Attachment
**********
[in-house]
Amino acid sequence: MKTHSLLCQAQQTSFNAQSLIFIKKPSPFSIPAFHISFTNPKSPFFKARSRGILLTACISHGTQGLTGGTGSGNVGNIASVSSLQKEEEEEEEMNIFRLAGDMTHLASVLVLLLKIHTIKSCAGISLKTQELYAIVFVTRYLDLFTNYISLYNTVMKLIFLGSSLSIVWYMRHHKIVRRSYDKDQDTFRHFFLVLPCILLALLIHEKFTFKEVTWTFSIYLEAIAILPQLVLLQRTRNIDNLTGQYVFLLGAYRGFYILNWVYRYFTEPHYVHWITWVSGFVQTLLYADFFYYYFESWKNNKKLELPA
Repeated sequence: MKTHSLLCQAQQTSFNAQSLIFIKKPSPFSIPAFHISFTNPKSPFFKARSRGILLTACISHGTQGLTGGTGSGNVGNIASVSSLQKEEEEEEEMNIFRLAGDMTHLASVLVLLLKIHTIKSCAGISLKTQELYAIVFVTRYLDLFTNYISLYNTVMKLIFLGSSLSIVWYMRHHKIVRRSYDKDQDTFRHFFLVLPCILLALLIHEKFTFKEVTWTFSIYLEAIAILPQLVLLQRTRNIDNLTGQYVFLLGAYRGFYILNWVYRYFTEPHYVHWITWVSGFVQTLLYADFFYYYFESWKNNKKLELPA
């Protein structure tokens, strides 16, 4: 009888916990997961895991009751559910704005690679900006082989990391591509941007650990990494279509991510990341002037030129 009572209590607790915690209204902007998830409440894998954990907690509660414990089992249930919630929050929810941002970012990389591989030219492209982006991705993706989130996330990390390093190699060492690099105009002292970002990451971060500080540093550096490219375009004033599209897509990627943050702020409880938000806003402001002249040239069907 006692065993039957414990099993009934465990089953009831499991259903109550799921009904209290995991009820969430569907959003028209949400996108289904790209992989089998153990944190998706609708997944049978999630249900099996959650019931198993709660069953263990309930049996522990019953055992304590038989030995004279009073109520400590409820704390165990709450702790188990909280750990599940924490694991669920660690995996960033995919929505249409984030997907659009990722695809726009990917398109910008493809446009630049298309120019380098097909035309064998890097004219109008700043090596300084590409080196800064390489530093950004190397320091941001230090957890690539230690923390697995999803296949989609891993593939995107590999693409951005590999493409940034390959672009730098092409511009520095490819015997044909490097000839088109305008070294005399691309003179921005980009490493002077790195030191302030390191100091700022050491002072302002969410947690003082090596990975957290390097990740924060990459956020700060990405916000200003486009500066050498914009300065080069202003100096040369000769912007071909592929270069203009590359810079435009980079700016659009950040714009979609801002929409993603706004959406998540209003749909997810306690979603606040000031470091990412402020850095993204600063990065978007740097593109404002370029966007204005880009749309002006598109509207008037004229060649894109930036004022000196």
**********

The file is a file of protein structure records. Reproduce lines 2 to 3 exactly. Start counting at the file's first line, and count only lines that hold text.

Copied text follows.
Amino acid sequence: MKTHSLLCQAQQTSFNAQSLIFIKKPSPFSIPAFHISFTNPKSPFFKARSRGILLTACISHGTQGLTGGTGSGNVGNIASVSSLQKEEEEEEEMNIFRLAGDMTHLASVLVLLLKIHTIKSCAGISLKTQELYAIVFVTRYLDLFTNYISLYNTVMKLIFLGSSLSIVWYMRHHKIVRRSYDKDQDTFRHFFLVLPCILLALLIHEKFTFKEVTWTFSIYLEAIAILPQLVLLQRTRNIDNLTGQYVFLLGAYRGFYILNWVYRYFTEPHYVHWITWVSGFVQTLLYADFFYYYFESWKNNKKLELPA
Repeated sequence: MKTHSLLCQAQQTSFNAQSLIFIKKPSPFSIPAFHISFTNPKSPFFKARSRGILLTACISHGTQGLTGGTGSGNVGNIASVSSLQKEEEEEEEMNIFRLAGDMTHLASVLVLLLKIHTIKSCAGISLKTQELYAIVFVTRYLDLFTNYISLYNTVMKLIFLGSSLSIVWYMRHHKIVRRSYDKDQDTFRHFFLVLPCILLALLIHEKFTFKEVTWTFSIYLEAIAILPQLVLLQRTRNIDNLTGQYVFLLGAYRGFYILNWVYRYFTEPHYVHWITWVSGFVQTLLYADFFYYYFESWKNNKKLELPA